Sunday Sermons

Sunday Sermons

Romans 5:12-21


Romans 5:12-21




Romans 5:12 "Therefore, as through one man sin entered into the world, and death through sin; and so death passed unto all men, for that all sinned": "Therefore": "The section which now follows summarizes the situation facing all people. Paul is setting us up for a comparison. Adam becomes one way for the race and Jesus another. 'In Adam' there is only condemnation and spiritual death, and 'in Christ' there is acquittal and life eternal."


"As through one man sin entered": Paul states that the woman (Eve) was deceived, and fell into transgression (1 Tim. 2:14). Some speculate that Adam may have indeed sinned first, by standing idly by and allowing his wife to be deceived (Genesis 3:6 "she gave also to her husband with her" 3:16-17). "Death through sin": It appears that the death under consideration in these verses is spiritual death (5:15,17,21). Besides, this death passed on to all men because all sinned. Babies die physically, and it has nothing to do with their being sinners (1 Corinthians 14:20). "For that all sinned"-"because all sinned" (NASV). Adam's descendants died spiritually, because, like their ancestor, they also sinned. POINT TO NOTE: Calvinists believe that all sinned, because all have inherited the guilt of Adam's sin. It would seem unnecessary for Paul to quote all those texts in Romans 3:9-18 to prove the Jew was dead in sin if he (and they) believed that they were all born dead because they had sinned in Adam's sin. We have all followed Adam's ways; we all made the kind of choice he made.


Romans 5:13 "For until the law sin was in the world; but sin is not imputed when there is no law". "The law", that is the Law of Moses (5:14). Paul is speaking of the time period between Adam and Moses; those who lived under this period of time were not under the Ten Commandment covenant (Nehemiah 9:14; Deuteronomy 5:1-3). "Sin was in the world: Which means that laws existed prior to Mount Sinai. We can see some of these laws in Genesis 15:16; 20:9; 39:9; Leviticus 18:3, 24-25. "But sin is not imputed when there is no law"-"but sin cannot be charged against a man where no Law exists" (TCNT) (1 John 3:4). "Imputed", this term means to put to account so as to bring penalty (Vincent p. 62). Equal to the statement that would say, "where there is no law there is no transgression" (Romans 4:15). Before Moses came along there was sin in the world. People were breaking laws that were different from the law Adam violated (5:14), that is laws, which condemned things besides eating of the fruit of the tree of the knowledge of good and evil. You only have to read the book of Genesis to know that there were laws in the world before Moses, see Genesis chapter 9. Sodom and Gomorrah were buried for breaking some (Genesis 13:13; 18:20). Noah's flood was sent because people were breaking laws. Man has never been without law! All men have been under law to God since the beginning, or seeing that sin is universal (Romans 3:23), so are the laws of God.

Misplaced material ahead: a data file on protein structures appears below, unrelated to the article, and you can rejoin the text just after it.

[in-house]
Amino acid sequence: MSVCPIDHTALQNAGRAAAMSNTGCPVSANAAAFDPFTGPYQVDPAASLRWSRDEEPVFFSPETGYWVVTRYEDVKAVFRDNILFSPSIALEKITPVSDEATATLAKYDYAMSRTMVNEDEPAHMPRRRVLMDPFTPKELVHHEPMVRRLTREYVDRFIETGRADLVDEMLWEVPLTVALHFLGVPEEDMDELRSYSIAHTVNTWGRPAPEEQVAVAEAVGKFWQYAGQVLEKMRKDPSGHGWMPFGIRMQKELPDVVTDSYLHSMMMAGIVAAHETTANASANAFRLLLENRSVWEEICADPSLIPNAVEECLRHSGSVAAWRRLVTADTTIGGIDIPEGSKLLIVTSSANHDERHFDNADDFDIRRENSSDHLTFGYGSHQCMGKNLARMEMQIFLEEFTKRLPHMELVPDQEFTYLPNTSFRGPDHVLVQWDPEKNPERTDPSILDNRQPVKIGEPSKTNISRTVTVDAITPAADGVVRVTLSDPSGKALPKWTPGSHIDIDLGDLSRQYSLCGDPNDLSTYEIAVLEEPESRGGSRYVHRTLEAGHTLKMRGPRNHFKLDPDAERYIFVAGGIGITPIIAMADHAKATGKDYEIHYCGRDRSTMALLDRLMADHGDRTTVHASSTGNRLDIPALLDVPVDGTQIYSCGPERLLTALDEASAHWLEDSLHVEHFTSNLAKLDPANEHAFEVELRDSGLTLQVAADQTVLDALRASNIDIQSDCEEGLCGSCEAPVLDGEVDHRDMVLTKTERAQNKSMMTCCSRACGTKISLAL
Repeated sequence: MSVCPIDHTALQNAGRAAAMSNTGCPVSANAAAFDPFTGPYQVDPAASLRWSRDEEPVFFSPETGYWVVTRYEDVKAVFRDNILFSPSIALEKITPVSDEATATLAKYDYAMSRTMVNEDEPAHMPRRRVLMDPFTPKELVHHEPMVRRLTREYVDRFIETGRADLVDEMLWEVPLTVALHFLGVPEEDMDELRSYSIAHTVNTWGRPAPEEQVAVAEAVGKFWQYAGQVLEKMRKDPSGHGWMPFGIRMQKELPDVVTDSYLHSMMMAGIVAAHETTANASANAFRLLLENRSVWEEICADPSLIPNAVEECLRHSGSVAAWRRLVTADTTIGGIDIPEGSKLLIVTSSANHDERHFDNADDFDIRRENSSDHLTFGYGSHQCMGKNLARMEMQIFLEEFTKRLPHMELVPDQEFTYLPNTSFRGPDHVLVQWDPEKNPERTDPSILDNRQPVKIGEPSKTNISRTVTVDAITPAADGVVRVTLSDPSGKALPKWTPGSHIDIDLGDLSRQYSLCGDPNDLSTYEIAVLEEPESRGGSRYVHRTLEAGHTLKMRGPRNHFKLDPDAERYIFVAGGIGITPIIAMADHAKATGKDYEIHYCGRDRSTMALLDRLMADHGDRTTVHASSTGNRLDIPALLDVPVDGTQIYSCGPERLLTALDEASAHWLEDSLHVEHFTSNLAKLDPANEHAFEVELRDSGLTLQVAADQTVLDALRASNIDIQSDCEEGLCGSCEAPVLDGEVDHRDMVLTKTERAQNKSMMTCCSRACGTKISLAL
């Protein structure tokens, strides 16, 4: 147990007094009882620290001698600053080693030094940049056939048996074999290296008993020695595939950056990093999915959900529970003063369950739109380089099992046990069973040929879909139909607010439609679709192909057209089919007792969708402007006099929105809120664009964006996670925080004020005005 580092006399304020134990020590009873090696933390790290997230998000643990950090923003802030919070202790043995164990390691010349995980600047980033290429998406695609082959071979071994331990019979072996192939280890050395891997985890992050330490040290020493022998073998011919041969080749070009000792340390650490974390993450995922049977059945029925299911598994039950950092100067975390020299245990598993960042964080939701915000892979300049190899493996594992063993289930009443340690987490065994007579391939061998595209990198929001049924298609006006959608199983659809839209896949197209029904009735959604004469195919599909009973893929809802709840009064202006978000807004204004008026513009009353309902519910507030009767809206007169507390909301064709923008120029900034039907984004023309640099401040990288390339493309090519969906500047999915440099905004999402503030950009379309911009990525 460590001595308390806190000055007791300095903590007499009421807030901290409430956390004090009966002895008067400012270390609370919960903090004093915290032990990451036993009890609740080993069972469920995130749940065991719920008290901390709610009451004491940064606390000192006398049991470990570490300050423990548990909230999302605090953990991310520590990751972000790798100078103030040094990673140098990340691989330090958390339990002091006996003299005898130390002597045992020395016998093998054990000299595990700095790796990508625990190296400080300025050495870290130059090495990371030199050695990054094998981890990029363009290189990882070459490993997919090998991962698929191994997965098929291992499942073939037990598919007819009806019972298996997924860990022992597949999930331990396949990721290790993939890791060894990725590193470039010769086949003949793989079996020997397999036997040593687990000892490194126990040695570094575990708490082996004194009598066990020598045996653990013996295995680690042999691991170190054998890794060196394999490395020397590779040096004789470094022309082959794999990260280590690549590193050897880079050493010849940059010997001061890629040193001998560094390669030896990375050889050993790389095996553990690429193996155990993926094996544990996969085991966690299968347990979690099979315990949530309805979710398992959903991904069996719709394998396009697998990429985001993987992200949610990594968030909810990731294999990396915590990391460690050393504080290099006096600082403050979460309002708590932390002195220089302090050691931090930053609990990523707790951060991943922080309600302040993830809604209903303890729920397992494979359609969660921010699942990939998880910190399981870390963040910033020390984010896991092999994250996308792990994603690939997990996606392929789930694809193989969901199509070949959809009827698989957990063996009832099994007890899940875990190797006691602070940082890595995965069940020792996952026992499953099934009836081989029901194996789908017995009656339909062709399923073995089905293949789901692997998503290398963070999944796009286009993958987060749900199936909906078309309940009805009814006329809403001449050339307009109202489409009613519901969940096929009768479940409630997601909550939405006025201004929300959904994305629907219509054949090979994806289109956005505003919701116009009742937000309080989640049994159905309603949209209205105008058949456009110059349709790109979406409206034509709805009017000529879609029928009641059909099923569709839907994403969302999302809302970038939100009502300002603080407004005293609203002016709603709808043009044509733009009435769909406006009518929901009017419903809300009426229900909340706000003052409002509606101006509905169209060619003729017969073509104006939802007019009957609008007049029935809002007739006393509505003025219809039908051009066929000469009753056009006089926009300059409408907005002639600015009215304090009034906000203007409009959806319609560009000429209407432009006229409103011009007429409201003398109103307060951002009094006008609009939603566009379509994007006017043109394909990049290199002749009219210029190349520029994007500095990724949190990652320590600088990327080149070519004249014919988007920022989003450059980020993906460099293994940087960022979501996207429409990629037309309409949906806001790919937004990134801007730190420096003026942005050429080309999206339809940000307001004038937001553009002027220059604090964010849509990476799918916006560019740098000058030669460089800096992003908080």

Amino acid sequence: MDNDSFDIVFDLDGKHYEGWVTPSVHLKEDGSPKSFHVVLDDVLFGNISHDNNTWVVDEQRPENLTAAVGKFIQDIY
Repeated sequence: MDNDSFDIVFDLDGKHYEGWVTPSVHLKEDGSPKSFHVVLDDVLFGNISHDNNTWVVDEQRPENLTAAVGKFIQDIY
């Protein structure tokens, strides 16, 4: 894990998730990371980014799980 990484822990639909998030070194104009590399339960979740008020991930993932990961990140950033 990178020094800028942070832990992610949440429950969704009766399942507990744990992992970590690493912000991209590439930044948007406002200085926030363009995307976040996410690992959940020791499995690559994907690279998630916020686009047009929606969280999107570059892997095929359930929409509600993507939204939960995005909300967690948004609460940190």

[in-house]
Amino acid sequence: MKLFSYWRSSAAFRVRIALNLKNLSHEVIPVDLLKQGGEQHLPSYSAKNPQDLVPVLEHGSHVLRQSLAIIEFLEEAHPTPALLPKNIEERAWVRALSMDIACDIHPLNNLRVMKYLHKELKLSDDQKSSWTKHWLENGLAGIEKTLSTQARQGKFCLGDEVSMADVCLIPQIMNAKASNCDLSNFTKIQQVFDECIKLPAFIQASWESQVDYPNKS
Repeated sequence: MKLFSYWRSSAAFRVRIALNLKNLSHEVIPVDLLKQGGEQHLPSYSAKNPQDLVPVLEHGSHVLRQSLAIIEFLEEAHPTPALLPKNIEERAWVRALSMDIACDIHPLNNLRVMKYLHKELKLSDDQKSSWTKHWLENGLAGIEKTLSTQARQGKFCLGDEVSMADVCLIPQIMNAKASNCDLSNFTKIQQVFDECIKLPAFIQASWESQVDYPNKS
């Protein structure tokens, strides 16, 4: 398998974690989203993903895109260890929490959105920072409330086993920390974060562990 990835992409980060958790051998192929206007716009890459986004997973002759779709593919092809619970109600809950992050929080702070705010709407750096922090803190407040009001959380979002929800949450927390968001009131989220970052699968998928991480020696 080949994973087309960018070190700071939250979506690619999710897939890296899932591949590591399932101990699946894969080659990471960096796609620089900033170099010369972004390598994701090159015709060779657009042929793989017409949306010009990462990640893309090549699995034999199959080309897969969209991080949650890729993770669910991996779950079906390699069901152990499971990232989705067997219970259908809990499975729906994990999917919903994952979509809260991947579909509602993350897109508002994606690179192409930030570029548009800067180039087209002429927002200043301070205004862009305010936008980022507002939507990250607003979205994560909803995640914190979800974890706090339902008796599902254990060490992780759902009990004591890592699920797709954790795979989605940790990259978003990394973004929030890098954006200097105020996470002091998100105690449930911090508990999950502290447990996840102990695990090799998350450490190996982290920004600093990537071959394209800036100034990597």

Romans 5:14 "Nevertheless death reigned from Adam until Moses, even over them that had not sinned after the likeness of Adam's transgression, who is a figure of him that was to come". "Death reigned: Ungodliness gripped the world. "Held sway over mankind (Phi), (1 Peter 3:19-20). A mere reading of Genesis provides many examples of spiritual death reigning in the world prior to the Law of Moses (Cain, his descendants, the flood, Sodom and Gomorrah, Joseph's brothers). "After the likeness of Adam's transgression: Spiritual death reigned, even though men didn't sin exactly like Adam had sinned. The point is that sin, in any of its manifestations, brings death. Sins of omission kill as well as sins of commission. Violation of one law of God kills, as well as violation of another law. We can never adopt the attitude that says that God doesn’t care about some sins (James 2:10-11; Acts 5:1ff; Leviticus 10:1-3; 1 Samuel 15:22-23). POINT TO NOTE: Since these people died as a result of their own sin and it wasn't like Adam's, then they surely didn't die from Adam's sin. The distinction between theirs and Adam's would be non-existent if they had died because of Adam's sin. People die because of theirown sins. (Colossians 2:13; Eph. 2:1). "Who is a figure of him that was to come": Adam is the "who" in this verse and Jesus is "of him that was to come" (1 Corinthians 15:22,45). The term "figure" means: "type, counter-part". Adam was the father of the race as it fell under bondage to sin. Christ is the father of the race as it finds salvation from God by grace.


Romans 5:15 "But not as the trespass, so also {is} the free gift. For if by the trespass of the one the many died, much more did the grace of God, and the gift by the grace of the one man, Jesus Christ, abound unto the many".


"But not as the trespass, so also is the free gift": "But the free gift is not like the transgression" (NASV) It is more contrast than parallel (Robertson p. 359). The gift through Christ was not merely, as some have said, "coextensive in application with the ruin wrought through Adam," (Whiteside p. 122). "Much more: The contrast doesn't exist in the number saved by grace as opposed to those dead through sin (Matthew 7:13-14). The expression much more stresses the superiority of grace over law; faith and righteousness over sin and death. However, the superiority doesn't exist in the number saved as opposed to the number lost. It lies in things like these: Life is better than death and grace brings life while sin brings death. Sin can kill with a single-sting (transgression) but grace can give life even after sin has "stung" again and again and again (assuming repentance follows each sin, 1 John 1:8-10). Grace has more than enough power and adequacy to offset all that sin is able to do. No matter how sin triumphed over men, grace had the antidote for it. Sin couldn't work so much havoc as grace couldn't set right" (McGuiggan pp. 172-173). "Abound to the many": The benefits of Christ's death are available to all mankind (2 Peter 3:9; Mark 16:15-16; 1 Timothy 2:4). And yet man must choose to accept this salvation (Acts 13:46; Acts 2:40-41).